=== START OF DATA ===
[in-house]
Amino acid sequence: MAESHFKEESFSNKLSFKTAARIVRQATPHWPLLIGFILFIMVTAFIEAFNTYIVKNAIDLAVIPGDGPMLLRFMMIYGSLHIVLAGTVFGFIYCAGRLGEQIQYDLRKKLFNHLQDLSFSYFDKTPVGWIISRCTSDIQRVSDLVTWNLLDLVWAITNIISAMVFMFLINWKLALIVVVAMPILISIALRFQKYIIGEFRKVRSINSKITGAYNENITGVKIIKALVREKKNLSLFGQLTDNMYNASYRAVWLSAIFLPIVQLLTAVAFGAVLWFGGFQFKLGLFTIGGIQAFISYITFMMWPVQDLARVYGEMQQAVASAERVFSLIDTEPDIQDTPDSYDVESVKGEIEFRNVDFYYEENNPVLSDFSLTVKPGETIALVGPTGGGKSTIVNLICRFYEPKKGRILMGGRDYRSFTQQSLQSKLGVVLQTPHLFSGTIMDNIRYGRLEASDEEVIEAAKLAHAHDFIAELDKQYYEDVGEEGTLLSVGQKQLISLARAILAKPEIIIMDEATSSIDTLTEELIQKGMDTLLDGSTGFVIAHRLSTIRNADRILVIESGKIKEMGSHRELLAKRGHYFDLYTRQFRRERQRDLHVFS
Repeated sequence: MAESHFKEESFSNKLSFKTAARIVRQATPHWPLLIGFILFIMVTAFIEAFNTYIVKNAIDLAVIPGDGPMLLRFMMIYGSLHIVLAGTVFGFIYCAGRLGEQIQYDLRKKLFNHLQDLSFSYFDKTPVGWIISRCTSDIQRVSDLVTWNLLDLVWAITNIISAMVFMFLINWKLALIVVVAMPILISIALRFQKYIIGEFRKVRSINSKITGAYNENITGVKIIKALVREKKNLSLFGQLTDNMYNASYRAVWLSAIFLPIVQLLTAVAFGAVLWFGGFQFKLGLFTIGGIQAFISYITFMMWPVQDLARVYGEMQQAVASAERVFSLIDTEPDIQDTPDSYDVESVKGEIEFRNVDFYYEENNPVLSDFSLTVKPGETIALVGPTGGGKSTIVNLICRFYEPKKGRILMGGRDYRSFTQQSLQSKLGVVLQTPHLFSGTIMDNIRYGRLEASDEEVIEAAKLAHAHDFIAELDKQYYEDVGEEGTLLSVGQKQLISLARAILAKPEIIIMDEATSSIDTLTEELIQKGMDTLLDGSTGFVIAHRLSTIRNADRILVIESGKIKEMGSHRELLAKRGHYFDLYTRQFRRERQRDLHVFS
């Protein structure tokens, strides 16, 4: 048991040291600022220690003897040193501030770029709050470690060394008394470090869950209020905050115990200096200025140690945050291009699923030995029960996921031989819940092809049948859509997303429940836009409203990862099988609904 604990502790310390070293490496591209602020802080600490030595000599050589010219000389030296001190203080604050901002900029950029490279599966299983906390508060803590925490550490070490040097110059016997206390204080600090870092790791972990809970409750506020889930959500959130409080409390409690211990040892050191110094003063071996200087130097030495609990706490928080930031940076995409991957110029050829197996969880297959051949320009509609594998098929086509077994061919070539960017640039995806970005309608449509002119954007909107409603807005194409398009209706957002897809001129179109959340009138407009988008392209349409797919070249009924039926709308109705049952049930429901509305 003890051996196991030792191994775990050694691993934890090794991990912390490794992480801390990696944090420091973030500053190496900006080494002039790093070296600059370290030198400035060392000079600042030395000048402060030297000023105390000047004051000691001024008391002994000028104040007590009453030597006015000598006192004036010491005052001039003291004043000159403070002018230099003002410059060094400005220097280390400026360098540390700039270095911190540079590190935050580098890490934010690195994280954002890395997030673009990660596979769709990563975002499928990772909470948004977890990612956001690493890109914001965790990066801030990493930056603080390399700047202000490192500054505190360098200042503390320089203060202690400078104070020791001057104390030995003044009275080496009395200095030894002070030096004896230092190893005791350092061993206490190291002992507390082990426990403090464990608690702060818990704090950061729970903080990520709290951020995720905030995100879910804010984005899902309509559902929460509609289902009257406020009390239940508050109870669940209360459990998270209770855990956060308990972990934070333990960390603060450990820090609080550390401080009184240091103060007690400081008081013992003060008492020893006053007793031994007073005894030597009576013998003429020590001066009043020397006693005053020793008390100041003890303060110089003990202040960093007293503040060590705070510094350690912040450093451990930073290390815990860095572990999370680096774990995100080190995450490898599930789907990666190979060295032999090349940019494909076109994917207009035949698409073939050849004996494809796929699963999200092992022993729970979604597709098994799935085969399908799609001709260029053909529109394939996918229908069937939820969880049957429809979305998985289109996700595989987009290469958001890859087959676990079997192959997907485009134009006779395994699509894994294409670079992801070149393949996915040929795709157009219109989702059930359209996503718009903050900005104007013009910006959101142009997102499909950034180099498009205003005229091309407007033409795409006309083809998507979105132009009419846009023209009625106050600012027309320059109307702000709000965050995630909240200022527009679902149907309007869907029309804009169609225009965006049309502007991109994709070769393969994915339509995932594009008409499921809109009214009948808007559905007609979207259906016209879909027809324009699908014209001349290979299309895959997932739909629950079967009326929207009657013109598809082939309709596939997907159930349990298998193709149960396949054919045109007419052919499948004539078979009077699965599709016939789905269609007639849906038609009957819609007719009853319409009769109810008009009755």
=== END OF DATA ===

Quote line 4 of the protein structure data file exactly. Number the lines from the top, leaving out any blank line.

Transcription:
């Protein structure tokens, strides 16, 4: 048991040291600022220690003897040193501030770029709050470690060394008394470090869950209020905050115990200096200025140690945050291009699923030995029960996921031989819940092809049948859509997303429940836009409203990862099988609904 604990502790310390070293490496591209602020802080600490030595000599050589010219000389030296001190203080604050901002900029950029490279599966299983906390508060803590925490550490070490040097110059016997206390204080600090870092790791972990809970409750506020889930959500959130409080409390409690211990040892050191110094003063071996200087130097030495609990706490928080930031940076995409991957110029050829197996969880297959051949320009509609594998098929086509077994061919070539960017640039995806970005309608449509002119954007909107409603807005194409398009209706957002897809001129179109959340009138407009988008392209349409797919070249009924039926709308109705049952049930429901509305 003890051996196991030792191994775990050694691993934890090794991990912390490794992480801390990696944090420091973030500053190496900006080494002039790093070296600059370290030198400035060392000079600042030395000048402060030297000023105390000047004051000691001024008391002994000028104040007590009453030597006015000598006192004036010491005052001039003291004043000159403070002018230099003002410059060094400005220097280390400026360098540390700039270095911190540079590190935050580098890490934010690195994280954002890395997030673009990660596979769709990563975002499928990772909470948004977890990612956001690493890109914001965790990066801030990493930056603080390399700047202000490192500054505190360098200042503390320089203060202690400078104070020791001057104390030995003044009275080496009395200095030894002070030096004896230092190893005791350092061993206490190291002992507390082990426990403090464990608690702060818990704090950061729970903080990520709290951020995720905030995100879910804010984005899902309509559902929460509609289902009257406020009390239940508050109870669940209360459990998270209770855990956060308990972990934070333990960390603060450990820090609080550390401080009184240091103060007690400081008081013992003060008492020893006053007793031994007073005894030597009576013998003429020590001066009043020397006693005053020793008390100041003890303060110089003990202040960093007293503040060590705070510094350690912040450093451990930073290390815990860095572990999370680096774990995100080190995450490898599930789907990666190979060295032999090349940019494909076109994917207009035949698409073939050849004996494809796929699963999200092992022993729970979604597709098994799935085969399908799609001709260029053909529109394939996918229908069937939820969880049957429809979305998985289109996700595989987009290469958001890859087959676990079997192959997907485009134009006779395994699509894994294409670079992801070149393949996915040929795709157009219109989702059930359209996503718009903050900005104007013009910006959101142009997102499909950034180099498009205003005229091309407007033409795409006309083809998507979105132009009419846009023209009625106050600012027309320059109307702000709000965050995630909240200022527009679902149907309007869907029309804009169609225009965006049309502007991109994709070769393969994915339509995932594009008409499921809109009214009948808007559905007609979207259906016209879909027809324009699908014209001349290979299309895959997932739909629950079967009326929207009657013109598809082939309709596939997907159930349990298998193709149960396949054919045109007419052919499948004539078979009077699965599709016939789905269609007639849906038609009957819609007719009853319409009769109810008009009755």